Position of major interest groups

At the time of writing, major interest groups do not appear to have communicated a specific policy position on the Bill.

Financial implications

There is no financial impact arising from this Bill.[22]

Statement of Compatibility with Human Rights

As required under Part 3 of the Human Rights (Parliamentary Scrutiny) Act 2011 (Cth), the Government has assessed the Bill’s compatibility with the human rights and freedoms recognised or declared in the international instruments listed in section 3 of that Act. The Government considers that the Bill is compatible, ‘because, to the extent that it may limit human rights, those limitations are reasonable, necessary and proportionate to the objectives of reducing pollution to the marine environment from ships’.[23]

Parliamentary Joint Committee on Human Rights

The Parliamentary Joint Committee in Human Rights determined the Bill did not raise human rights concerns.[24]

Key issues and provisions

This Bill contains two Schedules.

MARPOL amendments

Part IIIC of the POTS Act implements Annex V of MARPOL, which relates to the prevention of pollution by garbage. Schedule 1 amends the POTS Act to implement the 2016 amendments to Annex V of MARPOL (as outlined in the background section of this Digest) to ensure that shippers declare to the ship’s master whether or not their solid bulk cargo is harmful to the marine environment. This will enable the ship’s master to determine if and where the residues of such cargo can be discharged into the marine environment.

Section 26F of the POTS Act currently prohibits the discharge of garbage into the sea by ships in certain areas controlled by Australia and also prohibits discharge by Australian ships beyond the Exclusive Economic Zone (EEZ).[25] Subsection 26F(1) is a fault based offence where the person must be reckless or negligent as to causing the discharge of garbage, while subsection 26F(3) is a strict liability offence. A range of exceptions to the strict liability offence are provided in section 26F for specific types of garbage (such as food wastes, cargo residues and animal carcasses), provided the discharge occurs in a specified manner into seas outside a special area.

Subsection 26F(7) of the POTS Act presently requires the following conditions to be met before the discharge of cargo residues into the sea is permitted:

  • the discharge occurs in seas outside a special area (see above) and outside Arctic waters
  • the discharge occurs while the ship is proceeding on route and is as far as practicable from the nearest land
  • the cargo residues cannot be recovered using commonly available methods for unloading
  • the cargo residues do not contain any prescribed substances[26]
  • the discharge occurs more than 12 nautical miles from the nearest land and
  • the discharge occurs when the ship is more than 500 metres away from a fixed or floating platform.

Item 1 of Schedule 1 of the Bill inserts proposed paragraph 26F(7)(da) into subsection 26F(7) to add another criterion to the above list if the cargo residues are residues of solid bulk cargoes (except grain). In such cases, in addition to the requirements set out above, the discharge will only be permitted if the master of the ship has a written declaration that the solid bulk cargoes have been classified in accordance with the criteria in Appendix I of Annex V of MARPOL (see above) and found to be not harmful to the marine environment.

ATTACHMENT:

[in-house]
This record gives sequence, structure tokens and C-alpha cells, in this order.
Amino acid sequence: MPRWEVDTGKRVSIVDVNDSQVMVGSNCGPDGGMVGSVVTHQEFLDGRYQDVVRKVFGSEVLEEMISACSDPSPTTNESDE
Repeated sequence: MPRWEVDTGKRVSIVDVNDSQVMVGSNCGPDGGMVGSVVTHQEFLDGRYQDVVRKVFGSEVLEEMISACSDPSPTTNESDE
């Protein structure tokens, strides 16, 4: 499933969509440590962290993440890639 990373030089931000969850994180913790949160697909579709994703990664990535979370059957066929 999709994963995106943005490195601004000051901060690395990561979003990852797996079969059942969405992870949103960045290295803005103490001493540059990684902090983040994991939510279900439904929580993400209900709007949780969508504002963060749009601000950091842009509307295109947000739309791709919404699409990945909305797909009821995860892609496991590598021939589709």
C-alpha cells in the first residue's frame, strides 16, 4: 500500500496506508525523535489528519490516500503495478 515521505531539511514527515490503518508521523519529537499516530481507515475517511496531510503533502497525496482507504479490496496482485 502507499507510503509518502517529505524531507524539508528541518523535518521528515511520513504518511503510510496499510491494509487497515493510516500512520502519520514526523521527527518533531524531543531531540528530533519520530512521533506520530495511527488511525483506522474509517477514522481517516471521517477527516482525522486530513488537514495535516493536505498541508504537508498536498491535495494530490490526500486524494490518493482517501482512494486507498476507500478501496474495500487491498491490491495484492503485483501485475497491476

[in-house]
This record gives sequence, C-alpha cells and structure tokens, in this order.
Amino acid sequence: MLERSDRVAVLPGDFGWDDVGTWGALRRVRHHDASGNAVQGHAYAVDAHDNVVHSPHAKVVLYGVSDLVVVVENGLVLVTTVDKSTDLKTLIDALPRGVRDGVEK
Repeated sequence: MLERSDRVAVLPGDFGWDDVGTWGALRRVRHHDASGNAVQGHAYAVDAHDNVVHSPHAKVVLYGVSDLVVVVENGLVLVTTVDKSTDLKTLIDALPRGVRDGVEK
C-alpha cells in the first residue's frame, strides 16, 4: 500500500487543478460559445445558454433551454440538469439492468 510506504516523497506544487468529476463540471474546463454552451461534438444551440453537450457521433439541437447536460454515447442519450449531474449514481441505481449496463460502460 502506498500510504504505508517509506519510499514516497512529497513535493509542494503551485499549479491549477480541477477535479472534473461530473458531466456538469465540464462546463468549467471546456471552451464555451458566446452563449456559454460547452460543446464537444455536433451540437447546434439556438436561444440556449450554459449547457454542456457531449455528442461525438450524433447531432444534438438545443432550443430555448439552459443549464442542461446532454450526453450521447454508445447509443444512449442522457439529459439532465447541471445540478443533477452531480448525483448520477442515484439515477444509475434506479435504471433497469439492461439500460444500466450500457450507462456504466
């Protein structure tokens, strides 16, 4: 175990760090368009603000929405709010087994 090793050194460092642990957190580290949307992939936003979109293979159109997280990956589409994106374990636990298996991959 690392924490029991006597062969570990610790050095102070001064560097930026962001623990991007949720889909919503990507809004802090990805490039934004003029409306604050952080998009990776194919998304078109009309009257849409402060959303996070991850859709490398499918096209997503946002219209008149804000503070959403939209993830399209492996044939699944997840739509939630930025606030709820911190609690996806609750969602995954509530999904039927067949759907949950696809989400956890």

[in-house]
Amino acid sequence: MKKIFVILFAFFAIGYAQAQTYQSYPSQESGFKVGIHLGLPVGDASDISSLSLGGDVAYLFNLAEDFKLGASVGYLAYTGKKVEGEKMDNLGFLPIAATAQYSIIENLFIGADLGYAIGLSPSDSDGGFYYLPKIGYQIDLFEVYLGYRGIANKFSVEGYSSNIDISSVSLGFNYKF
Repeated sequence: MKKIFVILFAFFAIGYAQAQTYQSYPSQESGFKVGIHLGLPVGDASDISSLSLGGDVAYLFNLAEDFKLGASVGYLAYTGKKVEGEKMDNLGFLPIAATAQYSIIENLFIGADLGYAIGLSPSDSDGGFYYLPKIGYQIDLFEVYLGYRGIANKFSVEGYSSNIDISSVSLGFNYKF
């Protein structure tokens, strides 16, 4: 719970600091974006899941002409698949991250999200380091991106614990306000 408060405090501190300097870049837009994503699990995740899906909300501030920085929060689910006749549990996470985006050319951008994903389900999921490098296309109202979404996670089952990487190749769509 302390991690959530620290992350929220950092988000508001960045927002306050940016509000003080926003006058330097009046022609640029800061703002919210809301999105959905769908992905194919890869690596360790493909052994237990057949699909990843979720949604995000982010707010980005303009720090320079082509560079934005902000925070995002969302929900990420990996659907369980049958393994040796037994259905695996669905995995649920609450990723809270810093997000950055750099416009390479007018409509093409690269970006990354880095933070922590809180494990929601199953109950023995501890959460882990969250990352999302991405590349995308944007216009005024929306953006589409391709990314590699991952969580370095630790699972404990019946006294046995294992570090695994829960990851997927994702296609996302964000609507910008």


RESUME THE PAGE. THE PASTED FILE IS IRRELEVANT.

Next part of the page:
Subsection 26F(8C) sets more stringent conditions for the discharge of cargo residues contained in cargo hold wash water, in a special area or Arctic waters. It presently requires the following conditions to be met:

  • the discharge occurs when the ship is proceeding on route
  • the cargo residues are contained in cargo hold wash water that cannot be recovered using commonly available methods for unloading and do not contain any prescribed substances
  • both the port of departure and the next port of destination are either within the special area or in Arctic waters
  • the route from port of departure to next port of destination does not transit an area outside the special area or Arctic waters
  • where both the port of departure and next port of destination are within the special area or Arctic water, they do not have suitable reception facilities for such garbage residues
  • if the discharge occurs in a special area (other than the Antarctic Area), it occurs as far as practicable from and at least 12 nautical miles from the nearest land
  • if the discharge occurs in the Antarctic Area or Arctic waters, it occurs as far as practicable from the nearest land or areas of ice concentration exceeding 1/10 and at least 12 nautical miles from the nearest land, nearest ice-shelf or nearest fast ice and
  • the discharge occurs when the ship is more than 500 metres away from a fixed or floating platform.

Item 2 of Schedule 1 of the Bill inserts proposed paragraph 26F(8C)(ca) to add another criterion to the above list if the residues contained in the hold wash water are residues of solid bulk cargoes (except grain). In such cases, in addition to the requirements set out above, the discharge will only be permitted if the master of the ship has a written declaration that the solid bulk cargoes have been classified in accordance with the criteria in Appendix I of Annex V of MARPOL and found to be not harmful to the marine environment.

Regulations and external documents

Schedule 1 of the Bill will also ‘update provisions in the Act relating to regulations and Marine Orders to ensure consistency with the Navigation Act 2012 and improve the application of those provisions.’[27]

Section 33 permits the making of regulations under the POTS Act. Under section 14 of the Legislation Act 2003, there are restrictions on the extent to which legislative instruments can incorporate matters by reference to external documents. Item 4 adds a subsection 33(4) to allow regulations made under the POTS Act to permit the incorporation of instruments or documents, as in force at a particular time or as in force at any time (the later will allow amendments to the instrument or document to automatically be incorporated). This may include instruments or documents that do not exist at the time the regulations come into effect. Although the instruments and documents that may be incorporated in this way are not limited by the terms of the Bill, the Explanatory Memorandum to the Bill indicates that the key documents expected to be incorporated are IMO Guidelines, to facilitate the domestic implementation of MARPOL: